In Dreams Begin Responsibilities
short stories by the American modernist Delmore Schwartz
In Dreams Begin Responsibilities (1938) is a collection of short stories which propelled Delmore Schwartz into literary prominence at the age of only twenty-five. He was a young Jewish writer from Brooklyn, New York who went on to become a prominent figure in the literary and intellectual life of the city.
Most people will know about him from the fictionalised portrait that forms the basis of Saul Bellow’s novel Humboldt’s Gift (1975). This invention charts the rise and fall of their friendship, and the tragedy of Schwartz’ descent into madness, alcoholism, and an early death in 1966.
The title story In Dreams Begin Responsibilities appeared in the very first issue of the influential magazine Partisan Review. It is based on the disastrous marriage of his parents who divorced when Schwartz was only nine.
In the story a young man recounts the courtship of his mother and father – as if he were watching the event projected as a silent film in a movie theatre. His eager father takes his mother to Coney Island for the day in order to make a marriage proposal. At first the event goes well and they are both very happy; but then his father becomes irritated and impatient – at which point the boy in the cinema bursts out with a passionate note of warning:
“Don’t do it. It’s not too late to change your minds, both of you. Nothing good will come of it, only remorse, hatred, scandal, and two children whose characters are monstrous.”
it transpires that the story is being presented by the son at an older age. The narrative gains much of its force from what has passed in between the childhood ‘memory’ and the narrative present, which is not directly related. The story suggests that what started out as a positive relationship eventually resulted in a failed marriage that has left one of its offspring traumatised.
This petulant outburst achieves its dramatic effect because the story is being related simultaneously on three separate time planes:
- the father’s courtship of the mother
- the boy’s experience of the picture show
- the son’s revelation at twenty-one
There are also two further levels of meaning in the story – both of which suggest the influence of Franz Kafka, whom Schwartz had read. The first is that the narrator, having made his premonitory warning against the marriage of his parents, is reproached by the usher who shows him out of the ‘cinema’. The usher’s admonition completely undercuts the assurance of the boy’s outrage:
“What are you doing? Don’t you know that you can’t do whatever you want to do? Why should a young man like you, with your whole life before you, get hysterical like this? Why can’t you think of what you’re doing?”
The second level of meaning which also strongly echoes Kafka, is that no matter that the boy’s retrospective warning against his parents’ marriage (which he perceives as a disaster), it is also an example of a child’s primordial fear of its parents’ sexuality. Kafka’s stories and literary fragments are packed with similar scenes.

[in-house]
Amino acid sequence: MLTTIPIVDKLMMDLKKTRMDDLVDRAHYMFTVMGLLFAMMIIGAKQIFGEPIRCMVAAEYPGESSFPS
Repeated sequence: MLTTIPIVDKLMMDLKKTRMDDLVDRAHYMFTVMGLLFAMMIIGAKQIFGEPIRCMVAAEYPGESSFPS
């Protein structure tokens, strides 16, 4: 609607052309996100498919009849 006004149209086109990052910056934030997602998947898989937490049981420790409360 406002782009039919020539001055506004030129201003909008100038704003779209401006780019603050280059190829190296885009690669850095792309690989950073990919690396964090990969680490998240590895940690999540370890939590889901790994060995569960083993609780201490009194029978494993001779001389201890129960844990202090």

Schwartz’ precocious skill was to compress all these levels of chronology and meaning into one quite short story. He wrote it in one weekend when he was only twenty-one
America! America! is a sketch of immigrant family life = their hopes, aspirations, and failures. The Baumanns carry the culture of the Old Country with them, but they have high expectations of the new Utopia. Unfortunately, in the years of the 1930s depression, it cannot live up to them:
The expectations of these human beings who had come in their youth to the new world had not been fulfilled in the least. They had above all expected to be rich, and they had come with a very different image of what their new life was to be.
The character through whose eyes the events unfold is Shenandoah Fish. He sees the weaknesses and failures of the American Dream, but realises that he is part of the collective experience:
His separation was actual enough, but there existed also an unbreakable unity. As the air was full of the radio’s unseen voices, so the life he breathed in was full of these lives and the age in which they had acted and suffered.
The collection also contains one or two stories offering satirical views of life amongst young New York intellectuals. These are coded sketches of the fashionable people with whom Schwartz was mixing in the late 1930s and 1940s. However, without editorial explanations they are unlikely to be identified by most readers today.
In The World is a Wedding Schwartz captures the language and attitudes of a whole group – second generation Jewish immigrants who have been educated in the Brave New World to which their families brought them for a better life. They have the comforts that their parents have worked hard for, but they do not want to work in the shop or continue the family traditions.
They have even had time to develop pretensions. A young bohemian parades his know-it-all attitudes to a middle-aged first generation woman. The woman’s son then remarks “You have just seen a genius” – to which his mother replies “How much money does he make?” The answer to this (which is not given) is nothing – because he doesn’t have a job.
Delmore Schwartz never fulfilled his early promise, and his final years were truly tragic, but this collection of early and mid-period stories illustrate why so many people rated him so highly. He seems to have paved the way for the next generation of Jewish writers such as Saul Bellow and Philip Roth. And the collection is worth it for the title story alone.
© Roy Johnson 2017
Delmore Schwartz, In Dreams Begin Responsibilities, London: Souvenir Press, 2014, pp.202, ISBN: 0285636693
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